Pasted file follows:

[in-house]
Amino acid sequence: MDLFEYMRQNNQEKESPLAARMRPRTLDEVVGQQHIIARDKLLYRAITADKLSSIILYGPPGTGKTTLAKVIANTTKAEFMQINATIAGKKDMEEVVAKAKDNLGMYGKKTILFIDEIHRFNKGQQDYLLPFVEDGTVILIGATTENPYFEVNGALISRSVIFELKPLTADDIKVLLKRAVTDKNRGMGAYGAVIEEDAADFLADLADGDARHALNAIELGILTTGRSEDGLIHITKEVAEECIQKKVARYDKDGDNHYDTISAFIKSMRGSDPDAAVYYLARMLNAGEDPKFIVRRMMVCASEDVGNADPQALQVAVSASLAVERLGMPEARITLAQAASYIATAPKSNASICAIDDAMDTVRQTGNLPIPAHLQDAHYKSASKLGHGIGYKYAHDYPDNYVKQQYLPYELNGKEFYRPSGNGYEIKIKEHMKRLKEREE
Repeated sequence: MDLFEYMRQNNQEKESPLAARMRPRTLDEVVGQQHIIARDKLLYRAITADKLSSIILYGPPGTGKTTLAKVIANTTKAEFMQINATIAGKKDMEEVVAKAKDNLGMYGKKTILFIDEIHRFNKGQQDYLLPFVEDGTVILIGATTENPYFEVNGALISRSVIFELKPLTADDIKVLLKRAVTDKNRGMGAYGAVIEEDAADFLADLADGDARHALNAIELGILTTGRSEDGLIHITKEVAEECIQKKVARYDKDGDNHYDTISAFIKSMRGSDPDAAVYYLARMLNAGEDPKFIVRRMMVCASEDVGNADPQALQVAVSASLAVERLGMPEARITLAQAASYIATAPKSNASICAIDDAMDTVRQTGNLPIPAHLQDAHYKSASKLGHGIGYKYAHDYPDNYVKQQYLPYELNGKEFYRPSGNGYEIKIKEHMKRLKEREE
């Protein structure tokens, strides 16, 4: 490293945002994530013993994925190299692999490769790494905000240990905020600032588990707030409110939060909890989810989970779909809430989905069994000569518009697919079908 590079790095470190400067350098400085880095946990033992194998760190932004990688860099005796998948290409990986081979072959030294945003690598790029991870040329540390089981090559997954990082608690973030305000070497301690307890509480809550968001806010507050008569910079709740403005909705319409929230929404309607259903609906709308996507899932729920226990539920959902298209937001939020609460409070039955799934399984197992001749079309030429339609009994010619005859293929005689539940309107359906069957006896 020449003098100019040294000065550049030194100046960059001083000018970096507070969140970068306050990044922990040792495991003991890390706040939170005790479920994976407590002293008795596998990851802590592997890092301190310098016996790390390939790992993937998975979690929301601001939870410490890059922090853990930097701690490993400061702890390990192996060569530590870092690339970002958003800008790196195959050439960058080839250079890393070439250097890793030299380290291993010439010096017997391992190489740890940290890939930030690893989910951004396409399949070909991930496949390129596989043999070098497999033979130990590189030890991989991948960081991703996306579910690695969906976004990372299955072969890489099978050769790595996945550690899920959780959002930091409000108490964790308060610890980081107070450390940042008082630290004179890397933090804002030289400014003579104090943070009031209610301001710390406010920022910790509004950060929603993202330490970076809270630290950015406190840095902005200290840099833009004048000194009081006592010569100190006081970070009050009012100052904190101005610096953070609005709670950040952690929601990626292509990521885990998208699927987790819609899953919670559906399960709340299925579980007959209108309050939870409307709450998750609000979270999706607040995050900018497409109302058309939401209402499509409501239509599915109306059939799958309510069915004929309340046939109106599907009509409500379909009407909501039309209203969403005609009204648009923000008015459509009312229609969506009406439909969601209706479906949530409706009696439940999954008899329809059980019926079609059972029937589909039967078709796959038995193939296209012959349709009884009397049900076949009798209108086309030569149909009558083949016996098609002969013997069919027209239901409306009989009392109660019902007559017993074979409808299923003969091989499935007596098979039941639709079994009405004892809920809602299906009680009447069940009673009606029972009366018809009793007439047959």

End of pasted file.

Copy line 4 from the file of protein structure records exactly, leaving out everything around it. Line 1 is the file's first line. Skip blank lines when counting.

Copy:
């Protein structure tokens, strides 16, 4: 490293945002994530013993994925190299692999490769790494905000240990905020600032588990707030409110939060909890989810989970779909809430989905069994000569518009697919079908 590079790095470190400067350098400085880095946990033992194998760190932004990688860099005796998948290409990986081979072959030294945003690598790029991870040329540390089981090559997954990082608690973030305000070497301690307890509480809550968001806010507050008569910079709740403005909705319409929230929404309607259903609906709308996507899932729920226990539920959902298209937001939020609460409070039955799934399984197992001749079309030429339609009994010619005859293929005689539940309107359906069957006896 020449003098100019040294000065550049030194100046960059001083000018970096507070969140970068306050990044922990040792495991003991890390706040939170005790479920994976407590002293008795596998990851802590592997890092301190310098016996790390390939790992993937998975979690929301601001939870410490890059922090853990930097701690490993400061702890390990192996060569530590870092690339970002958003800008790196195959050439960058080839250079890393070439250097890793030299380290291993010439010096017997391992190489740890940290890939930030690893989910951004396409399949070909991930496949390129596989043999070098497999033979130990590189030890991989991948960081991703996306579910690695969906976004990372299955072969890489099978050769790595996945550690899920959780959002930091409000108490964790308060610890980081107070450390940042008082630290004179890397933090804002030289400014003579104090943070009031209610301001710390406010920022910790509004950060929603993202330490970076809270630290950015406190840095902005200290840099833009004048000194009081006592010569100190006081970070009050009012100052904190101005610096953070609005709670950040952690929601990626292509990521885990998208699927987790819609899953919670559906399960709340299925579980007959209108309050939870409307709450998750609000979270999706607040995050900018497409109302058309939401209402499509409501239509599915109306059939799958309510069915004929309340046939109106599907009509409500379909009407909501039309209203969403005609009204648009923000008015459509009312229609969506009406439909969601209706479906949530409706009696439940999954008899329809059980019926079609059972029937589909039967078709796959038995193939296209012959349709009884009397049900076949009798209108086309030569149909009558083949016996098609002969013997069919027209239901409306009989009392109660019902007559017993074979409808299923003969091989499935007596098979039941639709079994009405004892809920809602299906009680009447069940009673009606029972009366018809009793007439047959």